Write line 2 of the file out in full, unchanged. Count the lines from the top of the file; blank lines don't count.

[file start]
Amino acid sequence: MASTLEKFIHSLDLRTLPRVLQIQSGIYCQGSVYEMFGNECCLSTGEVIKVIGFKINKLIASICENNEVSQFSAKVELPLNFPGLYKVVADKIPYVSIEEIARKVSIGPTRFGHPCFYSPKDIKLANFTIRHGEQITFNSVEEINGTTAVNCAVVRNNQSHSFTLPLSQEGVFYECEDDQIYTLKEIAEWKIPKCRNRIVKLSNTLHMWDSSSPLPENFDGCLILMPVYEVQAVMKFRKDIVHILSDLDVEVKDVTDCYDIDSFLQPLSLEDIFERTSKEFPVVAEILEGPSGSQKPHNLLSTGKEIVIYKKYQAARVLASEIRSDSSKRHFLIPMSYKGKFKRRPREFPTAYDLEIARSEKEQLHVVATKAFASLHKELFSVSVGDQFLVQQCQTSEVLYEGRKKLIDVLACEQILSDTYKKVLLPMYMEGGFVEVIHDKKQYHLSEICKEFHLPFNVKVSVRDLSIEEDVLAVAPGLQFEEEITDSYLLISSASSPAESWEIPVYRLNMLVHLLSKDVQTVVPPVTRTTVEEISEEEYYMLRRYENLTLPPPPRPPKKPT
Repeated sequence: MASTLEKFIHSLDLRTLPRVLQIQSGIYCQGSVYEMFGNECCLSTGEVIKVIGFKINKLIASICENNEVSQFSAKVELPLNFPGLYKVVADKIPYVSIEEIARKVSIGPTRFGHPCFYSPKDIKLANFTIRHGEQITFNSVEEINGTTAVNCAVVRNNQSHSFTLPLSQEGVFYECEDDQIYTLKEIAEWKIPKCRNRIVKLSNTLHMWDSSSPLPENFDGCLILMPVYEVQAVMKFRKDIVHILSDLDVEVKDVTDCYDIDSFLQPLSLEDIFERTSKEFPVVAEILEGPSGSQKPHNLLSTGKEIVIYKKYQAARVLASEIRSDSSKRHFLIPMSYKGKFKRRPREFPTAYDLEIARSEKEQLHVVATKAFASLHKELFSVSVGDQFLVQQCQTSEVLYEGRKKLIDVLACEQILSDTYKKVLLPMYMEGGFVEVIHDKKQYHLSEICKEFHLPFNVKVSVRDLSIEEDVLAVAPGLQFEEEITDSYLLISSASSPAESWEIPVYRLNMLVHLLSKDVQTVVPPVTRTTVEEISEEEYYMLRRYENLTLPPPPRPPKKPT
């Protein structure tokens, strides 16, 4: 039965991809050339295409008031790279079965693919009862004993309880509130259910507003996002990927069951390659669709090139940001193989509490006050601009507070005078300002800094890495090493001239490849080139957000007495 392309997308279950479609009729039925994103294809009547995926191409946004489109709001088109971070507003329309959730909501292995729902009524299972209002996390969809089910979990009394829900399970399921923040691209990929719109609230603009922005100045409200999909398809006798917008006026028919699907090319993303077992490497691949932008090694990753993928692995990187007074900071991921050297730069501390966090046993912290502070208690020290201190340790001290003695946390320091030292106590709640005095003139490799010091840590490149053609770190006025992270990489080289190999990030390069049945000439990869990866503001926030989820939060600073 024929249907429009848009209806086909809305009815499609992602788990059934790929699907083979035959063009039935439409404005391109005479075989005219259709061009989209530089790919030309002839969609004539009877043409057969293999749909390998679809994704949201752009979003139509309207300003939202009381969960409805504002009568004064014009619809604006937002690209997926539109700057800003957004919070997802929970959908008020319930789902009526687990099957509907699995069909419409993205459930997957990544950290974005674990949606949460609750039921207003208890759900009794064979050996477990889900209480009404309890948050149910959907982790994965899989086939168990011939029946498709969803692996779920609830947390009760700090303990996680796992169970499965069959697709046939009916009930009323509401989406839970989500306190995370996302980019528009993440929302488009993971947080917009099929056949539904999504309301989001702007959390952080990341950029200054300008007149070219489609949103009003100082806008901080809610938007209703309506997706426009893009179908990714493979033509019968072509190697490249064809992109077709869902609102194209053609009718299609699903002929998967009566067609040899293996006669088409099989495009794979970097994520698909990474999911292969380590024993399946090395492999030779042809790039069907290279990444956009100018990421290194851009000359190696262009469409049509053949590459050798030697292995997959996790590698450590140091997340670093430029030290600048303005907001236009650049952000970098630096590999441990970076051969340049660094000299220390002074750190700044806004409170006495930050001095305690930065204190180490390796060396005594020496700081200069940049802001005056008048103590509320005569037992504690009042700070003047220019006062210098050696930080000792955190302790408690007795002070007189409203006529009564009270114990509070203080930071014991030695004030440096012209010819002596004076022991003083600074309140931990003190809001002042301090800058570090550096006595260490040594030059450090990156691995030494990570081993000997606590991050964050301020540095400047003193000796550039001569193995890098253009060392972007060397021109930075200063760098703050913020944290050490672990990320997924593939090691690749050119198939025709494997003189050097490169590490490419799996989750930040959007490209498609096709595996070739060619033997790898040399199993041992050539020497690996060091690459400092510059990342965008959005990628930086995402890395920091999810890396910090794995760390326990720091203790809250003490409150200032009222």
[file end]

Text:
Repeated sequence: MASTLEKFIHSLDLRTLPRVLQIQSGIYCQGSVYEMFGNECCLSTGEVIKVIGFKINKLIASICENNEVSQFSAKVELPLNFPGLYKVVADKIPYVSIEEIARKVSIGPTRFGHPCFYSPKDIKLANFTIRHGEQITFNSVEEINGTTAVNCAVVRNNQSHSFTLPLSQEGVFYECEDDQIYTLKEIAEWKIPKCRNRIVKLSNTLHMWDSSSPLPENFDGCLILMPVYEVQAVMKFRKDIVHILSDLDVEVKDVTDCYDIDSFLQPLSLEDIFERTSKEFPVVAEILEGPSGSQKPHNLLSTGKEIVIYKKYQAARVLASEIRSDSSKRHFLIPMSYKGKFKRRPREFPTAYDLEIARSEKEQLHVVATKAFASLHKELFSVSVGDQFLVQQCQTSEVLYEGRKKLIDVLACEQILSDTYKKVLLPMYMEGGFVEVIHDKKQYHLSEICKEFHLPFNVKVSVRDLSIEEDVLAVAPGLQFEEEITDSYLLISSASSPAESWEIPVYRLNMLVHLLSKDVQTVVPPVTRTTVEEISEEEYYMLRRYENLTLPPPPRPPKKPT